(d) Bellarmine teaches in the next chapter of his work (30) that a heretical pope automatically loses his authority.
A brief comment on each of these points is in order.
(A) Evil Commands, not Laws. Traditionalists do indeed “resist” the false doctrines (e.g., on ecumenism) and evil laws (e.g. the New Mass) promulgated by the post-Conciliar popes.
But in the famous quote Bellarmine addresses another case entirely: he has been asked about a pope who unjustly attacks someone, disturbs the public order, or “tries to kill souls by his bad example.” (animas malo suo exemplo nitatur occidere.) In his reply he says “it is licit to resist him by not doing what he orders.” (…licet, inquam, ei resistere, non faciendo quodjubet.)
This language describes a pope who gives bad example or evil commands, rather than - as would be the case with Paul VI or his successors - a pope who teaches doctrinal error or imposes evil laws. This is clear from chapter 27 of Cardinal Cajetan’s De Comparatione Auctoritatis Papae et Concilii, which Bellarmine then immediately cites to support his position.
First, in his title for chapter 27 Cajetan says he is going to discuss a type of papal offense “other than heresy.” (ex alio crimine quam haeresis.) Heresy, he says, completely alters a pope’s status as a Christian (mutavit christianitatis statum). It is the “greater crime” (majus crimen). The others are “lesser crimes” (criminibus minoribus) that are “not equal to it” (cetera non sunt paria, [ed. Rome: Angelicum 1936] 409).
Neither Bellarmine nor Cajetan, therefore, are referring to “resisting” a pope’s doctrinal errors while continuing still to consider him a true pope.
Second, throughout De Comparatione, Cajetan provides specific examples of the papal misdeeds that do justify this resistance on the part of subjects: “promoting the wicked, oppressing the good, behaving as a tyrant, encouraging vices, blasphemies, avarices, etc.” (356), “if he oppresses the Church, if he slays souls [by bad example]” (357), “dissipating [the Church’s] goods” (359), “if he manifestly acts against the common good of charity towards the Church Militant” (360), tyranny, oppression, unjust aggression (411), “publicly destroying the Church,” selling ecclesiastical benefices, and bartering offices (412).
All these involve evil commands (praecepta) - but evil commands are not the same as evil laws (leges). A command is particular and transitory; law is general and is stable. (For an explanation, see R. Naz, “Précepte,” Dictionnaire de Droit Canonique, [Paris: Letouzey 1935-65] 7:116-17.)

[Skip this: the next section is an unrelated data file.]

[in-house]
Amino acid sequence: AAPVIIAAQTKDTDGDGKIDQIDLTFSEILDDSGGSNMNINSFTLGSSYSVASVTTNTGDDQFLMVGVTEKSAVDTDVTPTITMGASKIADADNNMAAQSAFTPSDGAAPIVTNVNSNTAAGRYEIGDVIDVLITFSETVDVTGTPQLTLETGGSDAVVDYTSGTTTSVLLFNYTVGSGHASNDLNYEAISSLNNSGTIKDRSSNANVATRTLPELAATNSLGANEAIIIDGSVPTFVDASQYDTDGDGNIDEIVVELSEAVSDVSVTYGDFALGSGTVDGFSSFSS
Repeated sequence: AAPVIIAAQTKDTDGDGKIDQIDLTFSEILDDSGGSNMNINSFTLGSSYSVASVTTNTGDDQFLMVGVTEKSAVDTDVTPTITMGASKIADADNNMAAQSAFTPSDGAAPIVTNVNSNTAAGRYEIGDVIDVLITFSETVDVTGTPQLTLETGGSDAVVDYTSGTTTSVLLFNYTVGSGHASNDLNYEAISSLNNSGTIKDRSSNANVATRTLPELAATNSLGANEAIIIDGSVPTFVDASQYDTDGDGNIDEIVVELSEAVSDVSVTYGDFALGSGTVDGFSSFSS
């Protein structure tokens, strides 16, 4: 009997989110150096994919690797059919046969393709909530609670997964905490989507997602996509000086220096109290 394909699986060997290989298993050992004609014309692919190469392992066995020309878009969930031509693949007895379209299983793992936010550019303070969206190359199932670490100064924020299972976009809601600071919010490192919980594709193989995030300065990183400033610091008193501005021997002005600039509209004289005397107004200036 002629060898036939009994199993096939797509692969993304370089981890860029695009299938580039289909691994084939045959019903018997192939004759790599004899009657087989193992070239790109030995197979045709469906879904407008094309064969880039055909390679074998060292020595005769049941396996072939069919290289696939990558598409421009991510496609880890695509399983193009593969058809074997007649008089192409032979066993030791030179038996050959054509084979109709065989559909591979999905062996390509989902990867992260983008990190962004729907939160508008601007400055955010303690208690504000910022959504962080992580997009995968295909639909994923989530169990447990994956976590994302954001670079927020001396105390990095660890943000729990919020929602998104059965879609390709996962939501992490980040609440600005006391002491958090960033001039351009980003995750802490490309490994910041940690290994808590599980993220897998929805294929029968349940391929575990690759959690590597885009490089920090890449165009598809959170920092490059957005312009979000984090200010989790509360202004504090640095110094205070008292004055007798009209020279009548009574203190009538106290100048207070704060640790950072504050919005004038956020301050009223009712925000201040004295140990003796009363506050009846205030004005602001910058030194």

Bellarmine and Cajetan’s argument justifies only resisting a pope’s evil commands (to sell a benefice, say). It does not support the notion that a pope, while still retaining authority from Jesus Christ, can (for example) impose a sacrilegious, protestantized Mass on the whole Church, whose members can then “resist” him, while continuing to recognize him as a true pope.
(B) Anti-Gallicanism. Traditionalist writers have further distorted the passage because they quote it out of context.
It appears in Bellarmine’s discussion of an issue completely unrelated to any faced by present-day traditionalists: the Protestant and Gallican arguments that the Church or the pope should be subject to a king or a general council. The passage comprises merely one sentence in a chapter that covers two-and-a half, two-column quarto pages of fine print devoted to this topic. (See De Controversiis [Naples: Giuliano 1854] 1:413-18).
Specifically the passage is taken from Bellarmine’s reply to the following argument:
“Argument 7. Any person is permitted to kill the pope if he is unjustly attacked by him. Therefore, even more so is it permitted for kings or a council to depose the pope if he disturbs the state, or if he tries to kill souls by his bad example.” (op. cit. 1:417)
This was the position of the Gallicans, who placed the authority of a general council above that of a pope.
It is absurd to claim that one sentence in Bellarmine’s reply to this argument somehow justifies across-the-board “resistance” to the post-Vatican II errors.
The absurdity becomes all the more evident when you notice that immediately after this one sentence Bellarmine cites Cajetan’s De Comparatione - all 184 octavo pages of which were written to refute the errors of Gallicanism and Conciliarism.
(C) Not Individual “Resistance.” In context, furthermore, the quote from Bellarmine does not justify “resistance” to popes by individuals - as some traditionalists seem to think - but resistance by kings or general councils
The Gallican position that Bellarmine refuted maintained that it is permitted “for kings or a council ” (licebit regibus vel concilio) to depose a pope. Nothing about individual priests or laymen there.
Once again this meaning is clear from Cajetan’s chapter 27. “Secular princes and the prelates of the Church [principes mundi et praelati Ecclesiae],” he says, have many ways available for arranging “resistance or an obstruction to an abuse of power [resistentiam, impedimentumque abusus potestatis].” (412).